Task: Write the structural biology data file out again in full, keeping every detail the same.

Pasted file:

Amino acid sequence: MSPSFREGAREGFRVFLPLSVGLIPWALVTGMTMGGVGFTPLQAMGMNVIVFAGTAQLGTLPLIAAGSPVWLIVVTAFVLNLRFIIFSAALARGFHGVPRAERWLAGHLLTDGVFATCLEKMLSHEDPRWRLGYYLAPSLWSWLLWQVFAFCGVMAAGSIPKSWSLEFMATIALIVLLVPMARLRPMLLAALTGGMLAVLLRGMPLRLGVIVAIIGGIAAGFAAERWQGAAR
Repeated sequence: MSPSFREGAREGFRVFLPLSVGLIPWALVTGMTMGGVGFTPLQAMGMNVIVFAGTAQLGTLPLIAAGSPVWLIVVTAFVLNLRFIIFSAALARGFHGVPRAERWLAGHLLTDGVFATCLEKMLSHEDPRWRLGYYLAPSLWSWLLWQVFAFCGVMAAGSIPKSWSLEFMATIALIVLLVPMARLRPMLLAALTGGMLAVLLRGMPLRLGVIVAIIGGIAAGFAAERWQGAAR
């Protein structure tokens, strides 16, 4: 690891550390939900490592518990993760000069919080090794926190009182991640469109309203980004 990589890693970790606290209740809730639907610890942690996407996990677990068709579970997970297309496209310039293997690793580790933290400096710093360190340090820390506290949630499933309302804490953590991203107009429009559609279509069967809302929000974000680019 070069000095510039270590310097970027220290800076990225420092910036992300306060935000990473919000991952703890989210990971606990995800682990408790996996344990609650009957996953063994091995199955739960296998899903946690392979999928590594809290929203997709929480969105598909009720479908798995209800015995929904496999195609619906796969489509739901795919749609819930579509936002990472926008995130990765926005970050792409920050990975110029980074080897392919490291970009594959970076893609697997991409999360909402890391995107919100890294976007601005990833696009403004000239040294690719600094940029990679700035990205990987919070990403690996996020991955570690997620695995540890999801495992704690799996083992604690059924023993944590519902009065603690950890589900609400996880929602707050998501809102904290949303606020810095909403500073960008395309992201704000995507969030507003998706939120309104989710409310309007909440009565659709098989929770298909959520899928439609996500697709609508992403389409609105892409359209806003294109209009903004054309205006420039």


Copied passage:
Amino acid sequence: MSPSFREGAREGFRVFLPLSVGLIPWALVTGMTMGGVGFTPLQAMGMNVIVFAGTAQLGTLPLIAAGSPVWLIVVTAFVLNLRFIIFSAALARGFHGVPRAERWLAGHLLTDGVFATCLEKMLSHEDPRWRLGYYLAPSLWSWLLWQVFAFCGVMAAGSIPKSWSLEFMATIALIVLLVPMARLRPMLLAALTGGMLAVLLRGMPLRLGVIVAIIGGIAAGFAAERWQGAAR
Repeated sequence: MSPSFREGAREGFRVFLPLSVGLIPWALVTGMTMGGVGFTPLQAMGMNVIVFAGTAQLGTLPLIAAGSPVWLIVVTAFVLNLRFIIFSAALARGFHGVPRAERWLAGHLLTDGVFATCLEKMLSHEDPRWRLGYYLAPSLWSWLLWQVFAFCGVMAAGSIPKSWSLEFMATIALIVLLVPMARLRPMLLAALTGGMLAVLLRGMPLRLGVIVAIIGGIAAGFAAERWQGAAR
């Protein structure tokens, strides 16, 4: 690891550390939900490592518990993760000069919080090794926190009182991640469109309203980004 990589890693970790606290209740809730639907610890942690996407996990677990068709579970997970297309496209310039293997690793580790933290400096710093360190340090820390506290949630499933309302804490953590991203107009429009559609279509069967809302929000974000680019 070069000095510039270590310097970027220290800076990225420092910036992300306060935000990473919000991952703890989210990971606990995800682990408790996996344990609650009957996953063994091995199955739960296998899903946690392979999928590594809290929203997709929480969105598909009720479908798995209800015995929904496999195609619906796969489509739901795919749609819930579509936002990472926008995130990765926005970050792409920050990975110029980074080897392919490291970009594959970076893609697997991409999360909402890391995107919100890294976007601005990833696009403004000239040294690719600094940029990679700035990205990987919070990403690996996020991955570690997620695995540890999801495992704690799996083992604690059924023993944590519902009065603690950890589900609400996880929602707050998501809102904290949303606020810095909403500073960008395309992201704000995507969030507003998706939120309104989710409310309007909440009565659709098989929770298909959520899928439609996500697709609508992403389409609105892409359209806003294109209009903004054309205006420039």